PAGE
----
While the layer is still selected, apply a layer mask to the layer by pressing the Mask icon in the Layer panel. Fill it with a black color to hide its content. And use the Brush tool with a white color to reveal parts of the image as below:



Now, we will add a tree model next to the house. From the 3D menu, choose New 3D Layer from File and choose the tree model. You can download it in 3DS format from the link:

Similar to what we did in the first model, place the tree model as shown in the figure below:



Here, we will add a wood texture to the tree. We will apply the below texture:

Select the 3D tree layer, and from the 3D panel, choose Filter by Materials icon and select the first material.


Now, go to the Properties panel and click the icon next to the Diffuse, choose Replace Texture and choose the wood texture above.



Click on the Adjustment icon in the Layers panel, and choose Brightness / Contrast. Set the Brightness to -150 and the Contrast to 40. This will add a dark effect on the scene.



Add a mask on the adjustment layer using the Mask icon in the Layers panel. Select the Gradient tool and set it to Transparent preset from the Gradient presets and set the gradient type to Radius gradient from the top Properties bar.

Apply the gradient to the adjustment mask, it should look like the following figure:



Next, we will add the third 3D model, which is the airplane. You can find the 3D airplane model in the following link:

From the 3D menu, choose New 3D Layer from File and open the airplane model above. Use the 3D navigation arrows to move and place the airplane as below:



While the Airplane model is selected, go to the light section in the 3D panel. Select the Infinite light available and from the Properties panel, set its intensity to 1.

In some cases the imported model may lose some of the texture applied to it especially when it is a complex model. You can fix this by mapping the texture again from the Diffuse in the material properties through the Replace Texture.



In the next steps, we will try to give the airplane more foggy effect by adding the clouds over the airplane body.

Drag the airplane layer to the new Layer icon to duplicate it and right-click on the duplicated layer and choose Convert to Smart Object. Click the airplane layer while holding the Cmd key (Ctrl+Windows) to make selection from it.

Then, remove the duplicated layer, this step ensures accurate selection for all the parts of the model.



While the selection is active, select the clouds layer, Click Cmd+C (Ctrl+C in Windows) to select the layer and Cmd+V (Ctrl+V in Windows) to paste the selected area in a new layer. Move this layer to the top of the airplane model.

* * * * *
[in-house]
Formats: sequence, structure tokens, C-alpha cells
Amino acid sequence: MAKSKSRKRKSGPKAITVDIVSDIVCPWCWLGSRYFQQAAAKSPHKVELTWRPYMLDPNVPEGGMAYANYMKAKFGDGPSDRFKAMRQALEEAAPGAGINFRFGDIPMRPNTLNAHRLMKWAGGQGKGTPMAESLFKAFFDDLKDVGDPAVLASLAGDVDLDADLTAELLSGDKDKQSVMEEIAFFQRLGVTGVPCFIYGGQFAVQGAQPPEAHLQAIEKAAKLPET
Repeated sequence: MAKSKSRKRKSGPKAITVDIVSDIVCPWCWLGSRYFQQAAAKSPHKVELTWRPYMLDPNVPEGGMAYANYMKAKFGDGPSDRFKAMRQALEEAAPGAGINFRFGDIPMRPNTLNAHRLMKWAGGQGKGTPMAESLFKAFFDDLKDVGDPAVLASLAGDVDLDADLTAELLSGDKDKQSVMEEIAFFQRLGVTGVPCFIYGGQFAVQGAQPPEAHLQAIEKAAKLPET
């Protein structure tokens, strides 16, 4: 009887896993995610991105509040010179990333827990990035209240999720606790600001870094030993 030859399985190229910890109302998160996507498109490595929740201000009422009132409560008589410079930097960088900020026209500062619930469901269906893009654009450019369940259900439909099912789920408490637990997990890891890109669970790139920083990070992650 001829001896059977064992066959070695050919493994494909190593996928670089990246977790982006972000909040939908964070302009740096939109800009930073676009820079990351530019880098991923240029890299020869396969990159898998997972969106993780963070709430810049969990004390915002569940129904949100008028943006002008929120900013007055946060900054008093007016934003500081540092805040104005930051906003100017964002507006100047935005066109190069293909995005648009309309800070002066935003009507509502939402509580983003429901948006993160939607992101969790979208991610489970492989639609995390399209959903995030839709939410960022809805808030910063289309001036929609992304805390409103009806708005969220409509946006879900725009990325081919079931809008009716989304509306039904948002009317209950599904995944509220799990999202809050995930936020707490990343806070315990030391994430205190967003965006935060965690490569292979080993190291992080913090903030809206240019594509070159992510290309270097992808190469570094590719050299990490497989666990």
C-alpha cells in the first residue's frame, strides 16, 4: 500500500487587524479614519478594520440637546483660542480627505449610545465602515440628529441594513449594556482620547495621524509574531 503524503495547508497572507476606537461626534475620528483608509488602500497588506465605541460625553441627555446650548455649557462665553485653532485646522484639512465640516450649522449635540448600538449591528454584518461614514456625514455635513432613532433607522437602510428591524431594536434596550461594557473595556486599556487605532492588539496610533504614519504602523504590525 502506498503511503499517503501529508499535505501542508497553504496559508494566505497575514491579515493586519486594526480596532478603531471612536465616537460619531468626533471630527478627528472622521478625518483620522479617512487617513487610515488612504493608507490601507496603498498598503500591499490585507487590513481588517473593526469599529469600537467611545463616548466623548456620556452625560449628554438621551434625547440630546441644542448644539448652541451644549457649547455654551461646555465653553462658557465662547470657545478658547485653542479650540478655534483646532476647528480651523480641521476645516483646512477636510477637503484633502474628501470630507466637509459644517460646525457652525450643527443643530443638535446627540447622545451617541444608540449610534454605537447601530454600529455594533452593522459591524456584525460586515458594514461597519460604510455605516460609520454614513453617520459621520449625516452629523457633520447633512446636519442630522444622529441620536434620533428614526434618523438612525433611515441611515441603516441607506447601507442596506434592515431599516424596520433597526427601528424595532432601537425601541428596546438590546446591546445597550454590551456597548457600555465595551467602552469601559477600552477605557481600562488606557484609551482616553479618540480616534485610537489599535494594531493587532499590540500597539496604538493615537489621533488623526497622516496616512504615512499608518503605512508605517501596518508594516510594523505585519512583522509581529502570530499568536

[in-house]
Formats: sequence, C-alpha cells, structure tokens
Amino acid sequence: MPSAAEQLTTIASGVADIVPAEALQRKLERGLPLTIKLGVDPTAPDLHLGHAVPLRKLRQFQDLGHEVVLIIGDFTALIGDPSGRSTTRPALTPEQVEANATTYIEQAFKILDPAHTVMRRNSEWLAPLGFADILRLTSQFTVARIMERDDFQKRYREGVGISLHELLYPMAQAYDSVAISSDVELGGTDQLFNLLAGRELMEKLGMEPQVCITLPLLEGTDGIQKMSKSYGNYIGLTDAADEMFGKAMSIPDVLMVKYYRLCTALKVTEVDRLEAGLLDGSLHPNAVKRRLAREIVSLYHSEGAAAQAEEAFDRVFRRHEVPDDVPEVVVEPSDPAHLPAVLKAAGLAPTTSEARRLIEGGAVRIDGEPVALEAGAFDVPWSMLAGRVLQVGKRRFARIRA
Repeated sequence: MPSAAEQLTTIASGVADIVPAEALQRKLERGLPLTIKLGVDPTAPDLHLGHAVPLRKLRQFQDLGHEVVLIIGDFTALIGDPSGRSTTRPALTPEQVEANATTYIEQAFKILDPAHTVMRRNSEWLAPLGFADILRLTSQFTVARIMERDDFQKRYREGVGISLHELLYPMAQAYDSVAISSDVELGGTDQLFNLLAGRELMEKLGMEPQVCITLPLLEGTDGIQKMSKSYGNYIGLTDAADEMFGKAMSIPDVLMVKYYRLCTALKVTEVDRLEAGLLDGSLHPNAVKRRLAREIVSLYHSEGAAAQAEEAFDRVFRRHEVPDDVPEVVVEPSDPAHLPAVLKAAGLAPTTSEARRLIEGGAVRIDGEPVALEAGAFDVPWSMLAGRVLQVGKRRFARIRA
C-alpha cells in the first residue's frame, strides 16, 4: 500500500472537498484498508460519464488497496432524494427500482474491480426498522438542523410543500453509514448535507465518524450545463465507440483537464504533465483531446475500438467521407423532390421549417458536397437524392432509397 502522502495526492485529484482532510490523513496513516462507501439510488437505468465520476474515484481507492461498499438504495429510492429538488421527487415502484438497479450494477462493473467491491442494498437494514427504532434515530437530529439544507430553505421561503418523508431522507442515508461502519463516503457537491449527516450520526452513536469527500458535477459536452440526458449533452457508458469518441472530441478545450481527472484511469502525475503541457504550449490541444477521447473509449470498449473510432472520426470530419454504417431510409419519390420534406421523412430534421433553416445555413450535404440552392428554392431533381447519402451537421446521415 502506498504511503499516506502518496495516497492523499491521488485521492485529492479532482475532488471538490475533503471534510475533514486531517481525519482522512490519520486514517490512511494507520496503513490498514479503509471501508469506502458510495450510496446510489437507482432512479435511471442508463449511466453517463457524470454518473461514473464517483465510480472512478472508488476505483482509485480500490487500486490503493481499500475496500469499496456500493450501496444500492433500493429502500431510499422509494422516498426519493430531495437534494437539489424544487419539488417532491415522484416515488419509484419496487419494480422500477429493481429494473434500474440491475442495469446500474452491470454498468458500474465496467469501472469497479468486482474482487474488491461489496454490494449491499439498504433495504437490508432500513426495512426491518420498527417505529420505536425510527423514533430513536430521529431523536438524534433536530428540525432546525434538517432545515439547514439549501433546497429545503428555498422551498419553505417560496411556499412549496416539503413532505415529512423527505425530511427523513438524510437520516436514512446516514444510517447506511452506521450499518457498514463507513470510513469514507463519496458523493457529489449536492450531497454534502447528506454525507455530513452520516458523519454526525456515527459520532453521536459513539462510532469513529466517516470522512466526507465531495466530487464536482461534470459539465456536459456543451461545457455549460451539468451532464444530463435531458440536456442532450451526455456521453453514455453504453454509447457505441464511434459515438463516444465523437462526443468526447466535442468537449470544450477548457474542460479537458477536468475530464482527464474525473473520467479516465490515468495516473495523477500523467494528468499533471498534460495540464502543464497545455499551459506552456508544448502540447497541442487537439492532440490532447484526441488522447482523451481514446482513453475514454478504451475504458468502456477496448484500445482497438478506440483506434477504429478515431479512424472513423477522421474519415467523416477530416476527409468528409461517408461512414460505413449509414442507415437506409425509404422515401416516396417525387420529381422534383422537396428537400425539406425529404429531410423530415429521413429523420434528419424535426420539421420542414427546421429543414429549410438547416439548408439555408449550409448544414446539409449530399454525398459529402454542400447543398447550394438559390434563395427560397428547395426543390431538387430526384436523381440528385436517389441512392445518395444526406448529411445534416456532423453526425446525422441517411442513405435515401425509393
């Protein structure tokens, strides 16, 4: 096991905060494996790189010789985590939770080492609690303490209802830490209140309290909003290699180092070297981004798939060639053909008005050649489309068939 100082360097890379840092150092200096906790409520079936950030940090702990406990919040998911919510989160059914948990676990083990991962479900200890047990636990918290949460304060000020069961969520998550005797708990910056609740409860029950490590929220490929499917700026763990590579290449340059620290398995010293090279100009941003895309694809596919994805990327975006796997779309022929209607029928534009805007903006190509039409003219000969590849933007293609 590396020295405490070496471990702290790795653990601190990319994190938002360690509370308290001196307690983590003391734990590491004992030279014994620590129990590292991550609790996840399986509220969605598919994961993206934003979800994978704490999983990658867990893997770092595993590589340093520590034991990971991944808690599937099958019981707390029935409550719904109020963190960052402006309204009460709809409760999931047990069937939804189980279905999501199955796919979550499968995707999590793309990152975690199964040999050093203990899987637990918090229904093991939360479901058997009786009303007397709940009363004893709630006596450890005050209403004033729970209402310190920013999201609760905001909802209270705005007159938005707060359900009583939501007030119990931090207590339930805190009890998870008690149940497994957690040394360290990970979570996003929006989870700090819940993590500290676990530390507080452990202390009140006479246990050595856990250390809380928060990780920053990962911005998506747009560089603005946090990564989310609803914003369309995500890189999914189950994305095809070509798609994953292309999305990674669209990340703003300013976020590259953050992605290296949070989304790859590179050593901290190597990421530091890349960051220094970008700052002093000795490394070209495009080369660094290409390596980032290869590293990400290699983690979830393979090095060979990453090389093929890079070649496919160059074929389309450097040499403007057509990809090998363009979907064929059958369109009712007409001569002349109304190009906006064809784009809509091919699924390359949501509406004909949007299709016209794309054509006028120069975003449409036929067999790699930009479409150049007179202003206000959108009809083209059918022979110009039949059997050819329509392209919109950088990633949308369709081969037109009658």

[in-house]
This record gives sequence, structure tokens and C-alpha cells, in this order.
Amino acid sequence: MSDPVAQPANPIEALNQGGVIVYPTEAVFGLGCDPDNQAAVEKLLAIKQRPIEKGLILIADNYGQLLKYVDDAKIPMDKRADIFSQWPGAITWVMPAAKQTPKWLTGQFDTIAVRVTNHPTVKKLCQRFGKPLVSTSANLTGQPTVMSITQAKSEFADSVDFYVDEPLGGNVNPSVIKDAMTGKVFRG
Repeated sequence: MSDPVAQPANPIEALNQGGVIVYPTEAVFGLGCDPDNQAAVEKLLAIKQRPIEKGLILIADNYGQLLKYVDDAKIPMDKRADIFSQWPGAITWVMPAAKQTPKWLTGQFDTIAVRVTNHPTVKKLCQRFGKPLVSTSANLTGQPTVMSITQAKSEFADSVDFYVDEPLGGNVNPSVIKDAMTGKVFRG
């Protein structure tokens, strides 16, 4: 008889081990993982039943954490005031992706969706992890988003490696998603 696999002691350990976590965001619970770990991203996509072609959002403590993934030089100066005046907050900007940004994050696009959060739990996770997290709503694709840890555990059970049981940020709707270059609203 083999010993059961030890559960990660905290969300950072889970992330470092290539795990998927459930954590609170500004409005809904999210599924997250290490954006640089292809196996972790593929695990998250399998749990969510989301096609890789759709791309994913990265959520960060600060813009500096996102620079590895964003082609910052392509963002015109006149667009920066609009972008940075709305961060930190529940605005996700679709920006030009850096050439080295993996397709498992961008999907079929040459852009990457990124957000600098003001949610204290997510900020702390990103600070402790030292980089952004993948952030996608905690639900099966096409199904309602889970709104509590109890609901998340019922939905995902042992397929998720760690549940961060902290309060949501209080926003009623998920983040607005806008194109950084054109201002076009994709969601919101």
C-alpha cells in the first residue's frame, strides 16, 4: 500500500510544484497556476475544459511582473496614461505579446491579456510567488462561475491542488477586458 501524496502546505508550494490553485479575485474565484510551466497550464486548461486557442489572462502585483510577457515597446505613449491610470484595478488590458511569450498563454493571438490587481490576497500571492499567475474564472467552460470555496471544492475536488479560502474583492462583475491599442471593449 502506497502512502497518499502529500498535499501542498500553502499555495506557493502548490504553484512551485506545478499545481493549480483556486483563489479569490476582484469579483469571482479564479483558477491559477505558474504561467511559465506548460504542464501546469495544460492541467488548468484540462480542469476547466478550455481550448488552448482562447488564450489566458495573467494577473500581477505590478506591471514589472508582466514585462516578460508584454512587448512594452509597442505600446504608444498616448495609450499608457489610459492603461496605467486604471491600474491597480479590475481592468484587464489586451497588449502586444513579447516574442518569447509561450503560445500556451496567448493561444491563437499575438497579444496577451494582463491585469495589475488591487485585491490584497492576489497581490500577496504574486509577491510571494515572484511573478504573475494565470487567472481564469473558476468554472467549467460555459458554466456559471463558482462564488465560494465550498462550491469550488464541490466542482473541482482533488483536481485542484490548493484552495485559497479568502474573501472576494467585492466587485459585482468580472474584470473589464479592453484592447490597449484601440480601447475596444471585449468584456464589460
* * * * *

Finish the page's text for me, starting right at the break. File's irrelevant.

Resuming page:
While the partial cloud layer is active, click the Mask icon to apply a mask on it. Click the Gradient tool and set it to Transparent preset from the Gradient presets and set the gradient type to Linear gradient from the top Properties bar.

Start removing parts of the cloud layer to reveal the airplane as the below figure:



Repeat the selection steps again to select the airplane. From the Select menu, choose Modify>Feather and set the feather value to 3.

Create a new layer under the airplane and fill it with black to show the shadow of the airplane on the ground.



Select the shadow layer using the Free transform tool or click Cmd+T (Ctrl+T in Windows), right click the shadow and choose Flip Vertically.

Set the layer Opacity to 37% and move the layer to be on the ground.



Move the airplane layer, the fog layer and the shadow above it to under the Brightness/Contrast adjustment layer to give them the same theme of the global darkness.



In the next steps we will add more global effects to the scene and we will start by adding dramatic color to the sky and ground. So, create a new Adjustment layer using the New Adjustment icon and choose Hue/Saturation. Set its Hue to -88 and Saturation to 40.



Create a mask over the adjustment layer by clicking the Mask layer. Click the Gradient tool and set it to Transparent preset from the Gradient presets and set the gradient type to Radial gradient from the top Properties bar.

Draw a circle over the mask to remove the color from the center of the scene.


Step 29

Now, we will create a lens flare over the scene. Create a new layer and fill it with the black color.
From the Filter menu, choose Render>Lens Flare. Set the Brightness to 100 and the type to 50-300mm zoon.



While the filter effect layer is selected, choose Screen from the layer modes in the Layers panel.
Now, the final step is to render the scene. From the 3D menu, choose Render. This will render the 3D models to appear in the final result.


At this point we reached the end of our 3D in Photoshop CS6 tutorial that I hope you enjoyed and find useful. In the above tutorial we went through the steps to build a 3D scene in Photoshop CS6 using the new and improved 3D capabilities.

In order to get the most of this tutorial, you should have basic knowledge of using Photoshop and the 3D feature from the previous version. I would be glad to answer any of your questions and if you have any comments or concerns, please feel free to provide them below.